College of Science
Rich Aronson announces that the Florida Tech Tri-Beta (biological sciences) student chapter has earned three awards for service activities. First, the President of the United States has recognized them with a Volunteer Service Award; second, the chapter has received the Florida Tech President’s Philanthropy Award; and the third award earned is the Florida Tech President’s Campus Service Award. Congratuetations!
Joe Dwyer has been named president-elect of Atmospheric and Space Electricity at the American Geophysical Union. An AGU member since 1995, he will start his two-year term in January 2013.
As part of the NASA Fermi Guest Investigator program, Joe Dwyer, Hamid Rassoul and Ningyu Liu received more than $73,000 in funding to work with investigators at the Naval Research Laboratory. They will perform numerical simulations of terrestrial gamma-ray flashes at the Department of Defense High Performance Computing facility. Terrestrial gamma-ray flashes are intense bursts of gamma-rays, usually seen from space, that originate from thunderclouds.Also, Dwyer was filmed by Discovery Channel for a lightning safety spot.
A manuscript by Ken Lindeman, “Depth-variable settlement patterns and predation influence on newly-settled reef fishes,” has been accepted for publication in the journal PLOS ONE.
Nicole Mosblech ’12 Ph.D., Mark Bush and a team of international collaborators report that changes in the temperature of the Atlantic Ocean quickly translate into climate change in western Amazonia in a paper published in Nature Geoscience. Their paper is titled “North Atlantic forcing of Amazonian precipitation during the last ice age.”
Eric Perlman contributed to research published this month in the Astrophysical Journal Letters. The study, involving a two-million light-year extragalactic afterburner, shows the galaxy-scale jet to have similar bright and dark regions as the phenomenon in an afterburner exhaust called “shock diamonds.”
Robert van Woesik and former student Erinn Muller ’03, ’07 M.S., ’11 Ph.D.—now a researcher at the Mote Marine Lab in Sarasota, Fla.—used a mapping technique to examine disease clustering and determine what might have caused the recent increase of coral diseases in the Caribbean. Their results appear in the October 9 issue of Global Change Biology. The researchers concluded that the coral diseases were stress-related rather than contagious. \”These coral diseases in the Caribbean are likely caused by stress,” said van Woesik, “and that stress is the warming seas that are the result of climate change.”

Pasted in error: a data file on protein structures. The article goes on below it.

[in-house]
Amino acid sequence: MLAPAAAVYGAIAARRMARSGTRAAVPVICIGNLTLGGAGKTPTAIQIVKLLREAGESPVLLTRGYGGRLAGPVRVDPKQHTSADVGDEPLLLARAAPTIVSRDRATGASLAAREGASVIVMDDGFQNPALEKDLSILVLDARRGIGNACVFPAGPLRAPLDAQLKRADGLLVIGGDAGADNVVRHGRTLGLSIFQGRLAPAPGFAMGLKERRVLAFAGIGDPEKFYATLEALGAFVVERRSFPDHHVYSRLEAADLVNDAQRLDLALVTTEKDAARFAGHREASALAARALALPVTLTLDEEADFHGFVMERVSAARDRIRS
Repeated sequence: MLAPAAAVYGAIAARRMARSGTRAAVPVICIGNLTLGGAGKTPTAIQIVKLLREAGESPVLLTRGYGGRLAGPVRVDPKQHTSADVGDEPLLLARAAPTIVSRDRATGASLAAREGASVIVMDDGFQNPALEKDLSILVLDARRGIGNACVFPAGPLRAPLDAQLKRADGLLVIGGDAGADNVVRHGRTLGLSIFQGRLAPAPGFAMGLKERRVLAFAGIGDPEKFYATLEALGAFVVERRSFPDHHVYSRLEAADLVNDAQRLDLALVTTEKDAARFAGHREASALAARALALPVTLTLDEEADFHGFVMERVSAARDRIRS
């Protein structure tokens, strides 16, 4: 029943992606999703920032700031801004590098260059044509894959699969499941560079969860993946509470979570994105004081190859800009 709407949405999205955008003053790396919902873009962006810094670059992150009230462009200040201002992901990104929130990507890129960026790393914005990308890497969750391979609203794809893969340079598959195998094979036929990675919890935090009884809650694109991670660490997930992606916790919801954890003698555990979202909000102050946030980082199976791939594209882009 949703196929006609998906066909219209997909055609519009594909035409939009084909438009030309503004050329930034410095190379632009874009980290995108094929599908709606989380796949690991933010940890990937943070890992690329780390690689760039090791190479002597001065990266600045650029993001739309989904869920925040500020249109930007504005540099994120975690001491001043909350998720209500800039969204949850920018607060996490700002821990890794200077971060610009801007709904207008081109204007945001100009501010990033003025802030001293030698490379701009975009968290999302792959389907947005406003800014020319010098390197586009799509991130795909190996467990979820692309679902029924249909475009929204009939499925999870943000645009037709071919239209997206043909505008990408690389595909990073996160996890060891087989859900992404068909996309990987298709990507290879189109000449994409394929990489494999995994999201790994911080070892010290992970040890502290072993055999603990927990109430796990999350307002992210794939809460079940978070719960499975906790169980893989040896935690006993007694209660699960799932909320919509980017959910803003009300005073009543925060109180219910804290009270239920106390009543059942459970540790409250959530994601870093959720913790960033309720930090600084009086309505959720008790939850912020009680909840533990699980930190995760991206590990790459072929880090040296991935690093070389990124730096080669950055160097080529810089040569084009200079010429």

Shengyuan Yang, with graduate student Sang Joo Lee, published a paper on the imaging of cells growing on spherical surfaces. The paper is in the journal, Review of Scientific Instruments. The potential biomedical applications of the researchers’ technique include new strategies and devices for the early detection and isolation of cancer cells, facilitating new methods of treating cancer tissues. “We also foresee new strategies and techniques to control the differentiation of stem cells and the morphologies and structures of the resulting cells and tissues,” said Yang.
College of Engineering
Marco Carvalho received a $30,000 grant from Rockwell Collins for the design of a geo spatial reasoner for advanced cockpit displays.
Fred Ham presented “A neurocomputing approach for monitoring plinian volcanic eruptions and other natural phenomena using infrasound” at the International Neural Network Society (INNS) 2012 Winter Conference in Bangkok, Thailand.
Cem Kaner has won the Software Test Luminary Award, presented by software test professionals. The prestigious award is voted on by practitioners worldwide and given to a person who has made a strong, long-term impact on the field of software testing. Kaner is only the third winner.
Pierre Larochelle presented “Robotics: From Hollywood to the factory and beyond” at the Moorings Club in Vero Beach.